Doctor’s kinky teachings: The Vasovagal Response

Personal Assistant Required
August 4, 2015
Conversational Dominance and Power: A bit of a rant
August 30, 2015

Doctor’s kinky teachings: The Vasovagal Response

I posted a while back about my visit to a friendly kinky doctor to pick his brain, and pick it I did. Over dinner we had a wonderful long conversation where every concern I had was aired and answered. The most interesting and useful thing I learned was about the Vasovagal Response, let me share this with you.

This is something that happens not infrequently in play, and whilst I knew how to handle it, I was never quite sure of the mechanism of it. Why on earth do some scenes need to take a pause because the bottom feels dizzy, confused, extremely hot or cold and clammy, light-headed, tinnitus, spotting in vision, feeling anxious or occassionally they even faint? And why if someone does faint do they sometimes spasm like they are having a fit (that one gave me a fright when I first saw it)?

Turns out the Vagus nerve is responsible for all of these responses. There's a massive list of things that can trigger the body to have this response, which causes a malfunction in the parts of the nervous system that regulate heart rate and blood pressure. These triggers include:

  • Prolonged standing or upright sitting
  • Standing up very quickly
  • Stress directly related to trauma
  • Stress
  • Any painful or unpleasant stimuli, such as:
  • - Trauma (such as hitting one's funny bone)
    - Watching or experiencing medical procedures
  • Sensitivity to pain
  • Arousal or stimulants, e.g. sex, tickling, or adrenaline
  • Sudden onset of extreme emotions
  • Lack of sleep
  • Dehydration
  • Hunger
  • Being exposed to high temperatures
  • Pressing upon certain places on the throat, sinuses, and eyes (also known as vagal reflex stimulation when performed clinically)
  • The sight of blood
  • Serotonin level / SSRI
  • (Less commonly) Low blood sugar

These are just the reasons related to play! To see the full list (and far more detail about the Vasovagal response than I give here) check out the Wikipedia Article

So, when the Vagus nerve is triggered it can result in a slower heart rate or a drop in blood pressure (or both), which in turn leads to a loss of blood in the brain, and we all know how it feels when we stand up too quickly and the blood can't reach out brain in time. Yep, that dizzy, darkening feeling, it's the same thing just taken further!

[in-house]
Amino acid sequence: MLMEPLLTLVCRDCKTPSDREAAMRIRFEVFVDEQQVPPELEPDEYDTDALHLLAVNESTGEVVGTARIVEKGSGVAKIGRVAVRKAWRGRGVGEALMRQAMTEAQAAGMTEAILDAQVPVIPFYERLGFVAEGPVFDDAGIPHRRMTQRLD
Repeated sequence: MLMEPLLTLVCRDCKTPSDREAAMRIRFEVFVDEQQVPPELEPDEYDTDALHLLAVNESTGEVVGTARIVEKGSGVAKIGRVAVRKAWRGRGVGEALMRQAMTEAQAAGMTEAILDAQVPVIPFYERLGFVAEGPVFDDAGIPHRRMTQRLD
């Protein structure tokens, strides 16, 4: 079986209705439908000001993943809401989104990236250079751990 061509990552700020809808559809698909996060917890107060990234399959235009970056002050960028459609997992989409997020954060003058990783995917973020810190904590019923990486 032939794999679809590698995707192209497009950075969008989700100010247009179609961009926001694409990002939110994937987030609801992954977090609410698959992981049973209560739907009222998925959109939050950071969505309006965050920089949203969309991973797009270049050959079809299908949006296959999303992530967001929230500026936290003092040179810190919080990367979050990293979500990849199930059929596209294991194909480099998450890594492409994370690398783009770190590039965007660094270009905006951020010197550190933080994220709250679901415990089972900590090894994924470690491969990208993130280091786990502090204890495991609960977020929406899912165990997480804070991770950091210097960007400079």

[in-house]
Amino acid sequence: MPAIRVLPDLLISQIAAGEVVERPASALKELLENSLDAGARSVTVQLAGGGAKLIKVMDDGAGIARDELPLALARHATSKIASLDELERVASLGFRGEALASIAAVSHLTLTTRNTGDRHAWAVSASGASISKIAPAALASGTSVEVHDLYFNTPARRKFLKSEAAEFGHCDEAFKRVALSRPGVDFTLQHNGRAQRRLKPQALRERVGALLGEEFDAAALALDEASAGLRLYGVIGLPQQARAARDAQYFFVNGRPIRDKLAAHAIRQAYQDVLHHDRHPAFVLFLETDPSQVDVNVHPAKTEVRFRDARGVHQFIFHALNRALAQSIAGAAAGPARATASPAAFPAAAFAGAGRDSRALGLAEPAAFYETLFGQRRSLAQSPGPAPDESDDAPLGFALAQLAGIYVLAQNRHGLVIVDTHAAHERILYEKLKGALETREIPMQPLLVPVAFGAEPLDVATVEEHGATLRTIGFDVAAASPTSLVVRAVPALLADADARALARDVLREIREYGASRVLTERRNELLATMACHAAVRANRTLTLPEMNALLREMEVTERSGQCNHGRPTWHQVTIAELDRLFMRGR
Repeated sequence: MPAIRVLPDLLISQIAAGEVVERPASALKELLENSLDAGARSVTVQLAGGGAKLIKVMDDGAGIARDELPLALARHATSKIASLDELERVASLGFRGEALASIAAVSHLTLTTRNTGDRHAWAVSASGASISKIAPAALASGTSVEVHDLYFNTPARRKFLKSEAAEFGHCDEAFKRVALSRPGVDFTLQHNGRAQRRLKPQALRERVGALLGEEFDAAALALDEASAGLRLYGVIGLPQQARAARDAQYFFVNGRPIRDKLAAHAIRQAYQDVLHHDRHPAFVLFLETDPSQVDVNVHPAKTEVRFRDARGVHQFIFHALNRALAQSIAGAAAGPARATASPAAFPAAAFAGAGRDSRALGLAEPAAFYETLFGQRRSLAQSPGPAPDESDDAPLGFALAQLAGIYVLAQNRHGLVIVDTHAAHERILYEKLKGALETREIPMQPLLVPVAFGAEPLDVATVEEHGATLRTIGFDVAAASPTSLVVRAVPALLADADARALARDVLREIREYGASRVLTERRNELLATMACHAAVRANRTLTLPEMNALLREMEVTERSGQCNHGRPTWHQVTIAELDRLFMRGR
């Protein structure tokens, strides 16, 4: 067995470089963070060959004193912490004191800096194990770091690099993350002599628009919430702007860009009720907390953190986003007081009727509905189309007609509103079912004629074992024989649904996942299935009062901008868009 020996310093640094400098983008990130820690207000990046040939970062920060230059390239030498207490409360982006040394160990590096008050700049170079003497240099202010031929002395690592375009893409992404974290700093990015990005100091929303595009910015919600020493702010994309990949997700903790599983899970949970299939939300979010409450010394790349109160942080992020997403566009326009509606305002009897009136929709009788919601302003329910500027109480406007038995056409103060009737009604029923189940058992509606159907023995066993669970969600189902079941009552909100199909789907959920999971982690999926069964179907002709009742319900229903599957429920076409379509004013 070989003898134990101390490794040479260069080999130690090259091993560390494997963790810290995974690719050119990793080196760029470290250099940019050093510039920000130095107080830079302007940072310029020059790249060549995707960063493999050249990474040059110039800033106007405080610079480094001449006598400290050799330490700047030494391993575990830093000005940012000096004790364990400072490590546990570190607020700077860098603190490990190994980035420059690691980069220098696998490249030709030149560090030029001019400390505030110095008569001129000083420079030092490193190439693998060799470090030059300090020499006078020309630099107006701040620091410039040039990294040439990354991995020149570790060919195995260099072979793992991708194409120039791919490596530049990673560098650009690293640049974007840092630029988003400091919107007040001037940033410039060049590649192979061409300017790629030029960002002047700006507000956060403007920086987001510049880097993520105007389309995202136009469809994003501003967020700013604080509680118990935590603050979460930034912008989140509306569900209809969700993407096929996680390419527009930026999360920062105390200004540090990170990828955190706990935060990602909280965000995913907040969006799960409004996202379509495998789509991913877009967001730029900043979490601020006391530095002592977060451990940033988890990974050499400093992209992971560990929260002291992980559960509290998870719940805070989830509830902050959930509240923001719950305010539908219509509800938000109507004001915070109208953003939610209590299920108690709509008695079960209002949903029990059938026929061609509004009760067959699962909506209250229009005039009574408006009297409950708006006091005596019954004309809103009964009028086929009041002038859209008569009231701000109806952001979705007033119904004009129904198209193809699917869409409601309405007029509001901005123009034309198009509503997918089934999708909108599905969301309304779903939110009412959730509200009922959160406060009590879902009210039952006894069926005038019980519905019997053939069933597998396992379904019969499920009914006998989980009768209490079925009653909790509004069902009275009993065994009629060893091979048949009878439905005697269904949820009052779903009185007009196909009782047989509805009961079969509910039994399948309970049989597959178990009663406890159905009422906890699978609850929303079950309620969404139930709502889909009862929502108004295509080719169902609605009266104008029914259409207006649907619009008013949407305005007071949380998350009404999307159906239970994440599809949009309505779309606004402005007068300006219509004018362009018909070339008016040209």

The treatment if it gets as far as fainting I knew, most of us do I think. The feet need to be raised above the head to restore blood (or sit them down with head between legs, depending on what is practical). Also being able to spot the symptoms (both top and bottom being familiar with these is useful) and sitting down with a sweet drink and snack can often help it pass and prevent things escalating, if there's time. And before even starting play making sure the bottom has eaten recently is very helpful.

Oh, and the apparent seizure that sometimes happens when someone passes out is the clever body spasming muscles to try to pump the blood back to the brain!

It's comforting to understand what a body reaction is, and I always felt a little uncomfortable with my lack of medical knowledge when this physical response happened, but it's actually very normal and straight forward. Aren't our bodies just fascinating!

DISCLAIMER. I'm not a medical professional, just passing on what I've learned in what is hopefully a simple easy to understand way, I've missed out details so don't just take my word but go and research this properly if you're interested. Also you should probably get checked out by a doctor yourself if you faint often in play just to make sure it's nothing more serious

Leave a Reply

2 Comments on "Doctor’s kinky teachings: The Vasovagal Response"

Notify of
avatar
Sort by:   newest | oldest | most voted
Adam
Guest

Huh! I’d not heard the term before, but it sounds like this explains the intense pins and needles I felt across my face when we had a session a couple of years ago. Thank you for the information!

(Also I keep thinking of booking a second session, and really ought to follow up on that…)